Pak brigadier tried to create Islamic caliphate
ISLAMABAD: Pakistan's military court has temporarily stopped court martial proceedings against Brigadier (retired) Ali Khan, who plotted to create an Islamic caliphate, after his health deteriorated during the trial on Wednesday. Khan and four other officers were detained in May, 2011 for suspected links to banned group Hizbut Tahrir (HuT) and for planning to topple the government and mount attacks on the army HQ in Rawalpindi. He was working at the army general HQ at the time of his arrest. Recently military officials revealed startling information about his activities when he was in the army.
The BBC quoted a senior military official as saying that Khan had met the chief of HuT for Palestinian territory and was plotting to overthrow the government to create an Islamic caliphate. According to brigadier Amir Riaz, the head of 111 Brigade, Khan had disclosed that HuT has prepared a new constitution and a shadow government for Pakistan and that the group was ready to take over anytime.
Brig Riaz has been introduced by the prosecution as a witness against Khan. Brig Riaz said Khan believed that HuT could establish a caliphate in Pakistan only if the military handed over power to it. And this was not possible until the incumbent military brass was removed.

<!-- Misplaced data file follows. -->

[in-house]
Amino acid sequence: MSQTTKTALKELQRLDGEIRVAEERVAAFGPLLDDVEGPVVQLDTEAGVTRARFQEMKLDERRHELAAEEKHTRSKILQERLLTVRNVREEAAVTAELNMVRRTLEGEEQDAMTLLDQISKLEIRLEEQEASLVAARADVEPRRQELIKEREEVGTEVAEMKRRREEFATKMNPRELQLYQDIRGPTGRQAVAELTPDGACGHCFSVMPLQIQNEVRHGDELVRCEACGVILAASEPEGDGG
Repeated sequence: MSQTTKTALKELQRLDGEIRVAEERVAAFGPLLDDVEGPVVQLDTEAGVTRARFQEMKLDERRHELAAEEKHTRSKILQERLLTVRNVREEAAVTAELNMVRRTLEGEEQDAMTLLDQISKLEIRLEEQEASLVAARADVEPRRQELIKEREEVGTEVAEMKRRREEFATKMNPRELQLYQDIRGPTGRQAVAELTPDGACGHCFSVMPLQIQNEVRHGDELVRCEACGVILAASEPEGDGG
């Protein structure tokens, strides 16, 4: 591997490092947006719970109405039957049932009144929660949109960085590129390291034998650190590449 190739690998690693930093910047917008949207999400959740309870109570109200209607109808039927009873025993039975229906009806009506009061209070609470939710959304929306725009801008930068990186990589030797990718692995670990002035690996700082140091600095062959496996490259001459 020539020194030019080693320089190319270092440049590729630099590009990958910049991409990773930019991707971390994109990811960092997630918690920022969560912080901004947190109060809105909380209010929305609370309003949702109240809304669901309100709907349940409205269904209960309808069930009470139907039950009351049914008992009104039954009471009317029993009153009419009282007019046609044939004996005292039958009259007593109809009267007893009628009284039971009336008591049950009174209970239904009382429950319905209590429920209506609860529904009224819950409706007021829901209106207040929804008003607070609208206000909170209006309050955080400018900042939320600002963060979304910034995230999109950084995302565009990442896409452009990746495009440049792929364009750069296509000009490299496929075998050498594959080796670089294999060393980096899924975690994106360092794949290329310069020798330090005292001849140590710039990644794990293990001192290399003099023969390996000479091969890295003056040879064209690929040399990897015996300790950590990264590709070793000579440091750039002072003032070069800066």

"Khan told me that some elements in Pakistan air force were part of the HuT conspiracy and they would mount an air raid on the general headquarters with F-16 fighter jets during a corps commanders' conference to eliminate the army brass."
Riaz claimed that Khan had asked him to take over key buildings in Islamabad following such an attack. "But I had turned down the offer," he said. According to BBC, Brig Riaz was promoted to the rank of Maj Gen following his statement.
Taliban rebel says US forced Pak to end peace talks
Arebel commander who was recently removed from the post of deputy chief of the Pakistani Taliban has said that the Pakistan government suspended negotiations with local militants due to pressure from the US. Maulvi Faqir Mohammad reiterated his support for peace talks with the Pakistan government though it is believed that his backing for the nascent peace process was the reason for his removal from the top position in the Tehrik-e-Taliban Pakistan. He said there was no harm in talking to the government if it was willing to accept their demands for restoring peace in the tribal areas."Our rulers' lust for dollars never gets satiated and that's why they suspended talks," Faqir Mohammad said.